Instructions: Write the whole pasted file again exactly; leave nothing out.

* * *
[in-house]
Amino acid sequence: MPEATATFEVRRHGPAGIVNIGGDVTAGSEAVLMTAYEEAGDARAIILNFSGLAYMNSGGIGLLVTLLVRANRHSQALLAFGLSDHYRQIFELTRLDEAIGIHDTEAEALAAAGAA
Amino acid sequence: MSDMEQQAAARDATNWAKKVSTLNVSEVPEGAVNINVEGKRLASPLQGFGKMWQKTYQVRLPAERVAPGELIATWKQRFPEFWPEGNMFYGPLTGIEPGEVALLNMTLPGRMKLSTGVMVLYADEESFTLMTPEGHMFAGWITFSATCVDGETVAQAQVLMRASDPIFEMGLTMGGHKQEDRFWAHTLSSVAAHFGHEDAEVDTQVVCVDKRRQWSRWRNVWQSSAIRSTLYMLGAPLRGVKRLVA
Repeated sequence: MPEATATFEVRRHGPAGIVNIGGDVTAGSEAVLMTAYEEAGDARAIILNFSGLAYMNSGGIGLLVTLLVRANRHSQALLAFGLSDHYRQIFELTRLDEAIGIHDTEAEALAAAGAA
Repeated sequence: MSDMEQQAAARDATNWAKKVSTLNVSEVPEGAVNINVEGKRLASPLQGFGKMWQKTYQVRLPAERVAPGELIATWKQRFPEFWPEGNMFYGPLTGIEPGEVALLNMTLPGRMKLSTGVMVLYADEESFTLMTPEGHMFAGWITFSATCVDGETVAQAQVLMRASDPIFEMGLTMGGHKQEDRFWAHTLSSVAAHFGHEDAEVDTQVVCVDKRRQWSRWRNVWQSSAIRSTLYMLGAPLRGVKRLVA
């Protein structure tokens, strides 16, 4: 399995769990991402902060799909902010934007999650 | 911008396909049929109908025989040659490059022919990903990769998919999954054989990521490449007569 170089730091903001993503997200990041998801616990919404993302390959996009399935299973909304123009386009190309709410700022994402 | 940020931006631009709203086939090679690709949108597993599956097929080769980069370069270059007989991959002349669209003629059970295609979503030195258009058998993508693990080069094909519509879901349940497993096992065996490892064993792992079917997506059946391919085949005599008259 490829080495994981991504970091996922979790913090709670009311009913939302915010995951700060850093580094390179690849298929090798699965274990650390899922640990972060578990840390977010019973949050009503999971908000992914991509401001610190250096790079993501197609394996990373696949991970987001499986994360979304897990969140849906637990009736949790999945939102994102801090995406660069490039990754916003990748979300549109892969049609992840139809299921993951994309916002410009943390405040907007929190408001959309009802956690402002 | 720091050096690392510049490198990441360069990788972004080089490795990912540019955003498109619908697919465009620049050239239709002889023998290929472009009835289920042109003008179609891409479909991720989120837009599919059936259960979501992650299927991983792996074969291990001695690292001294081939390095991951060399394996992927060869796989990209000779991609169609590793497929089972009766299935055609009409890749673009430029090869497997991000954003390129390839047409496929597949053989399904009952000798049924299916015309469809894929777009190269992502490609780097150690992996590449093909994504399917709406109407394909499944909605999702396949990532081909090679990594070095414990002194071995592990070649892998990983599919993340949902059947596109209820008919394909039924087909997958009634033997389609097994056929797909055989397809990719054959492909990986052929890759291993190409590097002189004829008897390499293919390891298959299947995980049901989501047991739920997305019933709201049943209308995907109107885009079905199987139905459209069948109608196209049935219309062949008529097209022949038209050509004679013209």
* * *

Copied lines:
[in-house]
Amino acid sequence: MPEATATFEVRRHGPAGIVNIGGDVTAGSEAVLMTAYEEAGDARAIILNFSGLAYMNSGGIGLLVTLLVRANRHSQALLAFGLSDHYRQIFELTRLDEAIGIHDTEAEALAAAGAA
Amino acid sequence: MSDMEQQAAARDATNWAKKVSTLNVSEVPEGAVNINVEGKRLASPLQGFGKMWQKTYQVRLPAERVAPGELIATWKQRFPEFWPEGNMFYGPLTGIEPGEVALLNMTLPGRMKLSTGVMVLYADEESFTLMTPEGHMFAGWITFSATCVDGETVAQAQVLMRASDPIFEMGLTMGGHKQEDRFWAHTLSSVAAHFGHEDAEVDTQVVCVDKRRQWSRWRNVWQSSAIRSTLYMLGAPLRGVKRLVA
Repeated sequence: MPEATATFEVRRHGPAGIVNIGGDVTAGSEAVLMTAYEEAGDARAIILNFSGLAYMNSGGIGLLVTLLVRANRHSQALLAFGLSDHYRQIFELTRLDEAIGIHDTEAEALAAAGAA
Repeated sequence: MSDMEQQAAARDATNWAKKVSTLNVSEVPEGAVNINVEGKRLASPLQGFGKMWQKTYQVRLPAERVAPGELIATWKQRFPEFWPEGNMFYGPLTGIEPGEVALLNMTLPGRMKLSTGVMVLYADEESFTLMTPEGHMFAGWITFSATCVDGETVAQAQVLMRASDPIFEMGLTMGGHKQEDRFWAHTLSSVAAHFGHEDAEVDTQVVCVDKRRQWSRWRNVWQSSAIRSTLYMLGAPLRGVKRLVA
């Protein structure tokens, strides 16, 4: 399995769990991402902060799909902010934007999650 | 911008396909049929109908025989040659490059022919990903990769998919999954054989990521490449007569 170089730091903001993503997200990041998801616990919404993302390959996009399935299973909304123009386009190309709410700022994402 | 940020931006631009709203086939090679690709949108597993599956097929080769980069370069270059007989991959002349669209003629059970295609979503030195258009058998993508693990080069094909519509879901349940497993096992065996490892064993792992079917997506059946391919085949005599008259 490829080495994981991504970091996922979790913090709670009311009913939302915010995951700060850093580094390179690849298929090798699965274990650390899922640990972060578990840390977010019973949050009503999971908000992914991509401001610190250096790079993501197609394996990373696949991970987001499986994360979304897990969140849906637990009736949790999945939102994102801090995406660069490039990754916003990748979300549109892969049609992840139809299921993951994309916002410009943390405040907007929190408001959309009802956690402002 | 720091050096690392510049490198990441360069990788972004080089490795990912540019955003498109619908697919465009620049050239239709002889023998290929472009009835289920042109003008179609891409479909991720989120837009599919059936259960979501992650299927991983792996074969291990001695690292001294081939390095991951060399394996992927060869796989990209000779991609169609590793497929089972009766299935055609009409890749673009430029090869497997991000954003390129390839047409496929597949053989399904009952000798049924299916015309469809894929777009190269992502490609780097150690992996590449093909994504399917709406109407394909499944909605999702396949990532081909090679990594070095414990002194071995592990070649892998990983599919993340949902059947596109209820008919394909039924087909997958009634033997389609097994056929797909055989397809990719054959492909990986052929890759291993190409590097002189004829008897390499293919390891298959299947995980049901989501047991739920997305019933709201049943209308995907109107885009079905199987139905459209069948109608196209049935219309062949008529097209022949038209050509004679013209």